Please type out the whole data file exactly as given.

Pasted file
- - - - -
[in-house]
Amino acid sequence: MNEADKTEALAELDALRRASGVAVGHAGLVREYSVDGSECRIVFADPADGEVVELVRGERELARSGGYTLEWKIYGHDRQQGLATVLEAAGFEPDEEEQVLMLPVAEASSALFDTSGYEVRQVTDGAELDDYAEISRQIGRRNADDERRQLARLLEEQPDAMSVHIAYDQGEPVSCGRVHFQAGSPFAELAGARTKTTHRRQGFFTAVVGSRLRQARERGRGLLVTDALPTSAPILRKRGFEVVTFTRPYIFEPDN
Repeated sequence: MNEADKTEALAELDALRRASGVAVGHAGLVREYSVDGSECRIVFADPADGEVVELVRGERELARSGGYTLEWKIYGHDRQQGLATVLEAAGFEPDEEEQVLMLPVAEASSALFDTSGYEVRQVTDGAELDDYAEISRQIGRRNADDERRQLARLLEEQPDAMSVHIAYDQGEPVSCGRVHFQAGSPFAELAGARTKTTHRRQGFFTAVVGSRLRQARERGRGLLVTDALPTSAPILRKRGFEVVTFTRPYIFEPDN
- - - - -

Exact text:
[in-house]
Amino acid sequence: MNEADKTEALAELDALRRASGVAVGHAGLVREYSVDGSECRIVFADPADGEVVELVRGERELARSGGYTLEWKIYGHDRQQGLATVLEAAGFEPDEEEQVLMLPVAEASSALFDTSGYEVRQVTDGAELDDYAEISRQIGRRNADDERRQLARLLEEQPDAMSVHIAYDQGEPVSCGRVHFQAGSPFAELAGARTKTTHRRQGFFTAVVGSRLRQARERGRGLLVTDALPTSAPILRKRGFEVVTFTRPYIFEPDN
Repeated sequence: MNEADKTEALAELDALRRASGVAVGHAGLVREYSVDGSECRIVFADPADGEVVELVRGERELARSGGYTLEWKIYGHDRQQGLATVLEAAGFEPDEEEQVLMLPVAEASSALFDTSGYEVRQVTDGAELDDYAEISRQIGRRNADDERRQLARLLEEQPDAMSVHIAYDQGEPVSCGRVHFQAGSPFAELAGARTKTTHRRQGFFTAVVGSRLRQARERGRGLLVTDALPTSAPILRKRGFEVVTFTRPYIFEPDN